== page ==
Thursday February 14, 2019
By Allison Jones
TORONTO – Ontario’s minister in charge of the recently revamped autism program told an association of behaviour analysts that it would be a long four years for them if they did not publicly support the changes, the group said Wednesday.
WATCH: Ontario couple desperate to maintain autism funding for children considers separating, selling home (Feb. 11)
The Ontario Association for Behaviour Analysis said in a note to members that Children, Community and Social Services Minister Lisa MacLeod and her staff requested a quote of support a few days before the new program was announced.
The association said the minister made the request without providing full details of the new program – which they say will leave many children without the level of therapy they need.
“(They) indicated that failure to do so would result in ‘four long years’ for the organization,” the association said. “The minister also indicated that if a quote of support was not forthcoming, a communication that behaviour analysts are ‘self-interested’ would be released from her office.”
MacLeod’s office said its priority is supporting families of children and youth with autism.
“Despite collaborative dialogues that took place over six months of consultation, ONTABA was unwavering in their desire to self-regulate and unwilling to work with government to open up the sector to provide parents more choice in support services for children with autism,” spokesman Derek Rowland said in a statement.
“We remain committed to working with all stakeholders who are dedicated to clearing the waitlist and empowering parents to make decisions that are in the best interest of their family and children with autism.”
MacLeod announced last week that in order to clear a backlog of 23,000 children waiting for publicly funded autism therapy, families will get up to $140,000 to pay for treatment, though funding will be subject to annual caps that families and advocates say will fall far short of what’s needed for intensive therapy.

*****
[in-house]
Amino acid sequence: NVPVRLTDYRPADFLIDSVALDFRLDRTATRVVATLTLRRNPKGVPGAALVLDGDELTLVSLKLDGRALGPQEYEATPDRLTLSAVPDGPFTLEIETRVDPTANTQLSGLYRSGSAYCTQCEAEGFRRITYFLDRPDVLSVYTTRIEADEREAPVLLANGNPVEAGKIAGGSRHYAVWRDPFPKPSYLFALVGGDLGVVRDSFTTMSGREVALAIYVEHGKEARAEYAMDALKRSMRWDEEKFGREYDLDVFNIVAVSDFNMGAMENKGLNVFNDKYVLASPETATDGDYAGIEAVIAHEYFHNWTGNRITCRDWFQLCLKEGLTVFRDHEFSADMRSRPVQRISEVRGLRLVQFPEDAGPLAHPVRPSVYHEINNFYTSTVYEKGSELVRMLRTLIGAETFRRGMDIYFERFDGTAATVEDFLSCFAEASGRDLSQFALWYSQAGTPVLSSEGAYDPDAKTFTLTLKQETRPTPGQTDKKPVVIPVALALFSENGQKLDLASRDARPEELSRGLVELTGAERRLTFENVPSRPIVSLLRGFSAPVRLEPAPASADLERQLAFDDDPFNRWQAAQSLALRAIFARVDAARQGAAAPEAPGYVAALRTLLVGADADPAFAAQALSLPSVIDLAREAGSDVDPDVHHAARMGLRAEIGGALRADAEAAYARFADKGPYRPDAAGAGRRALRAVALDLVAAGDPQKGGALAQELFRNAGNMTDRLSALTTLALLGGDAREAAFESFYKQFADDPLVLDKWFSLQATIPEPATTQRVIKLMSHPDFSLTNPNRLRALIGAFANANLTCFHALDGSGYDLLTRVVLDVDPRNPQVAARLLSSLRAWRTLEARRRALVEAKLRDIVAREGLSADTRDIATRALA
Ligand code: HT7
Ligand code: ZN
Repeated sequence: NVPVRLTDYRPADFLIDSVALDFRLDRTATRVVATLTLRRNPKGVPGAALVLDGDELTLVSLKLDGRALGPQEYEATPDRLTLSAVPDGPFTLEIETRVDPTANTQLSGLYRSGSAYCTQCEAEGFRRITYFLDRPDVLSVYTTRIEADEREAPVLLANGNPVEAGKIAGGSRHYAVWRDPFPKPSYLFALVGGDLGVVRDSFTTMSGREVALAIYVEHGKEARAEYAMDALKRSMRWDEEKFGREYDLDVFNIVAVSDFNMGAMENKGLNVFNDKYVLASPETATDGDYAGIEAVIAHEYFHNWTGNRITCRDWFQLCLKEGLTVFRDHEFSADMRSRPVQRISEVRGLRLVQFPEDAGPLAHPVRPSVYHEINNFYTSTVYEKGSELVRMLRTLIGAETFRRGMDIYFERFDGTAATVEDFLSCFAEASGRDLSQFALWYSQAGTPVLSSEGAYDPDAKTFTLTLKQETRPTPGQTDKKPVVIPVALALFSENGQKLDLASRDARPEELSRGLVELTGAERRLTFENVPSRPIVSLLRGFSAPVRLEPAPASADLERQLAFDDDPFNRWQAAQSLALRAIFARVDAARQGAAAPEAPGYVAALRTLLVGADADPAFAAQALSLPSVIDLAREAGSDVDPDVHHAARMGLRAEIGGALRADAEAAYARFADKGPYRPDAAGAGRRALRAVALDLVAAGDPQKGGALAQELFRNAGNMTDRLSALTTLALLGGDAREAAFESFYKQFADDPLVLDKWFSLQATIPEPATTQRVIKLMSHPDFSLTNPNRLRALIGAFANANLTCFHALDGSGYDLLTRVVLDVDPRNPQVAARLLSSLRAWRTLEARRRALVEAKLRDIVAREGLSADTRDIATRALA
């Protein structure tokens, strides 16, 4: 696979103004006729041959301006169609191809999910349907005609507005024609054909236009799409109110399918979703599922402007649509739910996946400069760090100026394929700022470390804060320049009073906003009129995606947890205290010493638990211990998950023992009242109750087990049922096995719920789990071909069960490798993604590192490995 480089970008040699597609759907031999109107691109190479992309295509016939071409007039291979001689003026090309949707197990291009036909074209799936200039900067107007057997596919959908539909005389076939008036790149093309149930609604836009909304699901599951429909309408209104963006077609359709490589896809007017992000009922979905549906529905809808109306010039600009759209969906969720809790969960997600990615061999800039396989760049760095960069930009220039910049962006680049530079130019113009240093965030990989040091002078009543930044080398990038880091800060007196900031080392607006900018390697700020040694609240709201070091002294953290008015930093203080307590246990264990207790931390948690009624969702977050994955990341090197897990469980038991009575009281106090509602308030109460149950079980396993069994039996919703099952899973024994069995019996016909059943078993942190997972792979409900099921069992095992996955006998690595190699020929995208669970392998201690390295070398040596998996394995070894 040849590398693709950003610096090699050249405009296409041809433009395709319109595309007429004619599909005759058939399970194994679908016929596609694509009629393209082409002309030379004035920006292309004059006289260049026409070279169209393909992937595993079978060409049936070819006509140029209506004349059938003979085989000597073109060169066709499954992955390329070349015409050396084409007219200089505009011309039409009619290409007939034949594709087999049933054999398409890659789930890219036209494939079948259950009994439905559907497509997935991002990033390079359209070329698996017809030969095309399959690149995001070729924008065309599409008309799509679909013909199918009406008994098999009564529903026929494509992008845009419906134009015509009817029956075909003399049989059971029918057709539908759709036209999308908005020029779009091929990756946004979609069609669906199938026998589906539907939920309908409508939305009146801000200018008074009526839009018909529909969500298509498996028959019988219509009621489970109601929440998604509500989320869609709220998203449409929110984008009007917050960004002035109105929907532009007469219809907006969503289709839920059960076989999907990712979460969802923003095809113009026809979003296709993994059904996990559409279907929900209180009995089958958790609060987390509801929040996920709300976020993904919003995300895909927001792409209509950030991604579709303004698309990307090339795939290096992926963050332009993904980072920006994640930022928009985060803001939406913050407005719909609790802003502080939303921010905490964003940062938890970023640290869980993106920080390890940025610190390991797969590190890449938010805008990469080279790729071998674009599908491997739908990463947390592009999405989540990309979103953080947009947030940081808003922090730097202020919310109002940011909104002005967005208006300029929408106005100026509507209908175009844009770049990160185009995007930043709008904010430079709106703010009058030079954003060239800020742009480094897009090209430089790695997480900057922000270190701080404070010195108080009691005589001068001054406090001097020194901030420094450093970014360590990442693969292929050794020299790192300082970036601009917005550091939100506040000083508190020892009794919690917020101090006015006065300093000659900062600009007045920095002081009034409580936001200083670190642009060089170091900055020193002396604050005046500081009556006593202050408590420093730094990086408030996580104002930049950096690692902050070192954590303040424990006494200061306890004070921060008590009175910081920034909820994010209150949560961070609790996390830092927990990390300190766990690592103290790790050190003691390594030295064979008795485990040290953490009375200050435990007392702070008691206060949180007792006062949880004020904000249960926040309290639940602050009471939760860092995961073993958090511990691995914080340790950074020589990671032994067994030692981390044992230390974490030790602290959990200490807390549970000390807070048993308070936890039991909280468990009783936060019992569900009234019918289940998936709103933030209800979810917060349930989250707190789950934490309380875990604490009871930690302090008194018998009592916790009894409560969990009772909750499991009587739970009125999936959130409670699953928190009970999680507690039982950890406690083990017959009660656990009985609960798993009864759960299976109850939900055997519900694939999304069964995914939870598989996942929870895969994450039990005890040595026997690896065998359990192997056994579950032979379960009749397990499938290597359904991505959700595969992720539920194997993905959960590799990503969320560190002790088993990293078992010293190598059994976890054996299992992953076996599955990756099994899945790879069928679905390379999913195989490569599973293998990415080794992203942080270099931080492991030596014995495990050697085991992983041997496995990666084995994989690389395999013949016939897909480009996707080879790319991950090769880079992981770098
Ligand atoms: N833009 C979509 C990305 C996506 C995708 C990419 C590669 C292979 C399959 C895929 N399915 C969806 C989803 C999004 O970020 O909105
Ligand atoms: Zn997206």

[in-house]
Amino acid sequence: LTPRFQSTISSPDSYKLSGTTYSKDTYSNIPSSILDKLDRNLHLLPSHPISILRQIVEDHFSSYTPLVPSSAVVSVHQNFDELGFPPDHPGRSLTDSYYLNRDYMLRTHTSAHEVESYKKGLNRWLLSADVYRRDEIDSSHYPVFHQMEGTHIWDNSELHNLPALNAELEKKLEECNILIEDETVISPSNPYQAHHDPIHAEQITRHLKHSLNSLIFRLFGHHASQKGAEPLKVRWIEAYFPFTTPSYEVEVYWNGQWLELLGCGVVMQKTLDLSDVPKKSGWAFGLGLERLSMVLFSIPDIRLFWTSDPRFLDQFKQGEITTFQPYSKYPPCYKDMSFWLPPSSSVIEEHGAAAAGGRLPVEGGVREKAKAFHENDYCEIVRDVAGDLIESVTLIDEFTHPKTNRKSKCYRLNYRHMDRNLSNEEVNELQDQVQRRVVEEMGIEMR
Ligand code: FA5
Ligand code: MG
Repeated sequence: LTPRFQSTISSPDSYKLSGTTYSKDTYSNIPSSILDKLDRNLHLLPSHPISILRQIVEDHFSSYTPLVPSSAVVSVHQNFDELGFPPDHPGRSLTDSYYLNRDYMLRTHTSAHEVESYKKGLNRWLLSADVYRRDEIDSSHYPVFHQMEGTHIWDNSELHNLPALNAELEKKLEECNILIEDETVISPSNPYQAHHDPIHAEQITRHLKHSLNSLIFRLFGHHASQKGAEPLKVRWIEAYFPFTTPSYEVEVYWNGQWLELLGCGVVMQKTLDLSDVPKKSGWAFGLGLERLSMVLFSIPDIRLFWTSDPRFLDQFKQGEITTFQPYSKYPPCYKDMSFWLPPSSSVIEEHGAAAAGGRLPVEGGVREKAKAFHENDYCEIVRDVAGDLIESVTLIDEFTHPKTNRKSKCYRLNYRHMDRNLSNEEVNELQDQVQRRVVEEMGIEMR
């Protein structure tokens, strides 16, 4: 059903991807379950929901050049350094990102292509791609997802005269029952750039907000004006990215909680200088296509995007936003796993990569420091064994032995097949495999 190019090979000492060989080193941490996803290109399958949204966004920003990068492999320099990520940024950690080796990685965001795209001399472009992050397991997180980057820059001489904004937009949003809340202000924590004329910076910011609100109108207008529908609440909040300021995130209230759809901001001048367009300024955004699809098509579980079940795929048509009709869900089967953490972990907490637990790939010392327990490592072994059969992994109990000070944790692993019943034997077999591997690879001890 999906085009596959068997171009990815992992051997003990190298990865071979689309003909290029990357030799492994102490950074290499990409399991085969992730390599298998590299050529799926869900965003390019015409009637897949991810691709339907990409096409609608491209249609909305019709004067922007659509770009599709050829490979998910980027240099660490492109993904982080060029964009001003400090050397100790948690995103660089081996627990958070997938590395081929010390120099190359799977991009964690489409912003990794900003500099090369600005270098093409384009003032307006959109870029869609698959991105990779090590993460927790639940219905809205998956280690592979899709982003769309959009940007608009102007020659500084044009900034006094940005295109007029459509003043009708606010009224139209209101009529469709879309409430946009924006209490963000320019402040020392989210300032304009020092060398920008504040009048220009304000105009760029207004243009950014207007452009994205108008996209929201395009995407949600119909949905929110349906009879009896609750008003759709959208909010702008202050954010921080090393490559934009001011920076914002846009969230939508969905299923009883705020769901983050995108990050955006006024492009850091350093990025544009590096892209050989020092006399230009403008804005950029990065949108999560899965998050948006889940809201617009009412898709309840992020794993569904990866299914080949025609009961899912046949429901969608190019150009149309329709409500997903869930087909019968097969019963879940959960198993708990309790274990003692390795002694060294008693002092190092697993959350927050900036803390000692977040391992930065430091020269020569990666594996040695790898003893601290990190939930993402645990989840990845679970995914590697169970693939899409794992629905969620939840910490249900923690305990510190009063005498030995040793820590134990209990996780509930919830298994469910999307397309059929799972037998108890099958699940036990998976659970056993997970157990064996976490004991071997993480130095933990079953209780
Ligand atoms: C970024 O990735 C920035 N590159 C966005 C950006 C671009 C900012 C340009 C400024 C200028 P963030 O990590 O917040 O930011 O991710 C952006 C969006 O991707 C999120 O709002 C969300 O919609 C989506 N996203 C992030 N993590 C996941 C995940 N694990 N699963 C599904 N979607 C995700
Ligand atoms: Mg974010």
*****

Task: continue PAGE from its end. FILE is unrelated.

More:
The funding is dependent on age, rather than individual needs for varying levels of intensity. Families will receive a maximum of $140,000 for a child in treatment from the ages of two to 18, also dependent on family income, but advocates say intensive therapy can cost up to $80,000 per year.
Families will receive up to $20,000 a year until their child turns six. From that time until they are 18 it would be up to $5,000 a year.
The premier’s office distributed a selection of positive quotes about the new program shortly after it was announced, including from the Holland Bloorview Kids Rehabilitation Hospital, the Children’s Hospital of Eastern Ontario and parents.
MacLeod also reportedly told the Waterloo Region Record that Autism Ontario was among the organizations that supported her plan, but the group said that wasn’t true.
“Autism Ontario neither proposed nor endorsed the announced changes to the (Ontario Autism Program) and is concerned about the impact these changes will have on children and families accessing the program,” it said in a statement.
The president-elect of the Ontario Association for Behaviour Analysis said when her group met with government officials ahead of the policy announcement, they were disappointed in the tone.
“Our meeting with the minister’s staff and the minister was prescriptive in nature, basically letting us know the direction of the changes,” said Kendra Thomson. “We were expecting more of a collaborative consultation process, given the gravity of the file.”
The Ontario Autism Coalition has also slammed the new program, warning that it will fight it, noting their protests in 2016 against the then-Liberal government were successful in getting a policy reversed.
Former president Bruce McIntosh resigned from his post as a staffer for MacLeod’s parliamentary assistant in response to the new autism plan, a move MacLeod’s chief of staff Tim Porter dismissed on Twitter as a “political stunt by a professional protester.”
When asked if she thought of the coalition as professional protesters, MacLeod said, “one could take a look at their logo and take a guess.” The logo is of a raised fist.